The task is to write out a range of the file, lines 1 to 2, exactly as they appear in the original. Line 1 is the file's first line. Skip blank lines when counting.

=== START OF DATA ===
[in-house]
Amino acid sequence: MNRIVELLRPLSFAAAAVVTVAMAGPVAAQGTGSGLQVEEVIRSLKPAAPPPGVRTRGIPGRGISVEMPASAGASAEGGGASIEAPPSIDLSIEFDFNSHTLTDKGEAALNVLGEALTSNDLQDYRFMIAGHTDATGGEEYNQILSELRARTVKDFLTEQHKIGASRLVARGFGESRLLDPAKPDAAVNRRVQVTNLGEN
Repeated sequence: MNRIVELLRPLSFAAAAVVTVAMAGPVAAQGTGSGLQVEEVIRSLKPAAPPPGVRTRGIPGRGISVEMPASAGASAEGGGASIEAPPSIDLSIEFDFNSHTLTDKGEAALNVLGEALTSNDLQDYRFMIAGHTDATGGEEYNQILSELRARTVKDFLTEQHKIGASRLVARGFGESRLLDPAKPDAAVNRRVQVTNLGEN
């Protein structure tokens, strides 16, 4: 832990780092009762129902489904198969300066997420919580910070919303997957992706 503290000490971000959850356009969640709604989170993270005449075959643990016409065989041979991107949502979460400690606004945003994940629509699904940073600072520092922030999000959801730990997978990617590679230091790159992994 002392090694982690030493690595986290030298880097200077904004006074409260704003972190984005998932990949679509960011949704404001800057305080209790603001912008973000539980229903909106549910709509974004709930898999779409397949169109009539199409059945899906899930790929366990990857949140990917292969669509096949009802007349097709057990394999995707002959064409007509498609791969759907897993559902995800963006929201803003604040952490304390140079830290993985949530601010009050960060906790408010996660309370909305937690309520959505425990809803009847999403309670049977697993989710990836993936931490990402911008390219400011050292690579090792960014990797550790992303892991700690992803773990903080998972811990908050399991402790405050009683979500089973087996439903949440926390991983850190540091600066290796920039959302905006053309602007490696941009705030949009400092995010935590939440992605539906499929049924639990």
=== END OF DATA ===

[in-house]
Amino acid sequence: MNRIVELLRPLSFAAAAVVTVAMAGPVAAQGTGSGLQVEEVIRSLKPAAPPPGVRTRGIPGRGISVEMPASAGASAEGGGASIEAPPSIDLSIEFDFNSHTLTDKGEAALNVLGEALTSNDLQDYRFMIAGHTDATGGEEYNQILSELRARTVKDFLTEQHKIGASRLVARGFGESRLLDPAKPDAAVNRRVQVTNLGEN